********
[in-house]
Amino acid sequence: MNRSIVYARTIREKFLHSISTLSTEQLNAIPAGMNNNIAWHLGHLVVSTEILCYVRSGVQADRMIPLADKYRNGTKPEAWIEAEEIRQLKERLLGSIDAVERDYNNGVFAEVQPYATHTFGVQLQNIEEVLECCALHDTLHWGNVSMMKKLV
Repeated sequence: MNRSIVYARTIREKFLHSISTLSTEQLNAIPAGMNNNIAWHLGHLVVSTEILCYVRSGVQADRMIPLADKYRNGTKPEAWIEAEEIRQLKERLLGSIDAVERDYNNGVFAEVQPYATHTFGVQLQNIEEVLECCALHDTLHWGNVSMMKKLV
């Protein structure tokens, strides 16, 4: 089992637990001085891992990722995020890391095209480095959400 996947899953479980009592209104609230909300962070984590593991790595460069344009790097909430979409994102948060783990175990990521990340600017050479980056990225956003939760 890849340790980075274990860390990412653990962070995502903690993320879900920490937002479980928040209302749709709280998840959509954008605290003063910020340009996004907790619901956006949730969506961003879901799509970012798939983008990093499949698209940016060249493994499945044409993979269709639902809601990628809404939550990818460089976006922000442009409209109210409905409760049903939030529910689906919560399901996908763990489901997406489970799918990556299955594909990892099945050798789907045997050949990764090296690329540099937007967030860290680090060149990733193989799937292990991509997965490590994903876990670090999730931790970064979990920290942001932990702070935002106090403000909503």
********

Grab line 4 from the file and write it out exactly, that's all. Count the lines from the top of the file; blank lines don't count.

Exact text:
């Protein structure tokens, strides 16, 4: 089992637990001085891992990722995020890391095209480095959400 996947899953479980009592209104609230909300962070984590593991790595460069344009790097909430979409994102948060783990175990990521990340600017050479980056990225956003939760 890849340790980075274990860390990412653990962070995502903690993320879900920490937002479980928040209302749709709280998840959509954008605290003063910020340009996004907790619901956006949730969506961003879901799509970012798939983008990093499949698209940016060249493994499945044409993979269709639902809601990628809404939550990818460089976006922000442009409209109210409905409760049903939030529910689906919560399901996908763990489901997406489970799918990556299955594909990892099945050798789907045997050949990764090296690329540099937007967030860290680090060149990733193989799937292990991509997965490590994903876990670090999730931790970064979990920290942001932990702070935002106090403000909503």